Tuesday, July 5, 2011

New perspectives of Philadelphia

This is my second ISTE at Philadelphia, the first being back in 2005 when it was still the NECC.  I wasn't that keen on going back to Philly as the first time there I had found it a pretty unfriendly and unhelpful city compared to the other US cities I have visited over the years.

Well, in 2011 I got to experience it from a wheelchair and it was amazing! I broke my foot 10 days before the conference and we decided to go ahead with our travel plans anyway. People could not have been more warm, friendly and helpful in Philadelphia. From the cabs (we took dozens of those) to the hotel staff to the cafes to the conference centre - folk went out of their way to be kind.  Opening doors, offering to fetch and carry, and always offering friendly greetings.

The greetings. Seems like every second person who went past would have a quip:

"What does the other fellow look like?"

"I'd hate to see the other woman"

"What did he DO to you?" - looking at my faithful driver.

And sitting parked while my driver was scouting for supplies (or just taking a break) I met heaps of new and interesting people who took time to stop for a chat.

But I also had a new appreciation of a conference from the perspective of a wheelchair.  I saw endless table/counter edges, but frustratingly couldn't see what was on them!  Same in Reading Terminal Market - a place I had fond memories of from my previous visit - you really can't see the food on display from wheelchair height. When parked in a lecture theatre it was surprising how many people then came and stood in front obscuring the view. And I didn't get to take photos the same this time. Getting out the camera was often just one thing too many. I discovered collecting schwag is for the able bodied - it doesn't get offered to people dwelling below eye height, and if you can't see it you can't help yourself the same. But the name badges everyone wears on lanyards were at the right height to read this time!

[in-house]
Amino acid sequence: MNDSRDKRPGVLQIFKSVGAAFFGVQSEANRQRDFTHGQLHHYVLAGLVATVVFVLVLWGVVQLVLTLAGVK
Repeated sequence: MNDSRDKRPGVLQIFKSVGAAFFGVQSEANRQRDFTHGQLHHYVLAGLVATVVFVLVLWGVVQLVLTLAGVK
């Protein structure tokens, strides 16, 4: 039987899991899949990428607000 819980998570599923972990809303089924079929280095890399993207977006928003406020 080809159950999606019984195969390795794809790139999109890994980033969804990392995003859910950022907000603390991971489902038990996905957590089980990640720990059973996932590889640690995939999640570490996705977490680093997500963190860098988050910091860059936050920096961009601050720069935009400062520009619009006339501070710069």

No trip to the USA is complete without a bathroom anecdote or two!  I have some beauties from this experience, but have decided that discretion is the better part of valour this time round - regretfully. Suffice it to say that doubling the size of the cubicle and putting in a handrail does not magically make a stall 'accessible' to a person struggling to walk!

I hope that the impact of my wheelchair and crutches sabbatical has made me more empathetic to others in similar situations.

The other perspective that was so different this time round was brought about by social networking.  In 2005 social networking was in its infancy, so the conference felt like 20,000 strangers walking around who may have known the small group they came with but no-one else.  Six years later it was more like a big reunion of 20,000 people. Everywhere you went there were people bumping into old friends and people they had only met online before this week.  I guess it may not have been like that for half the attendees, but the difference for the other half was noticeable.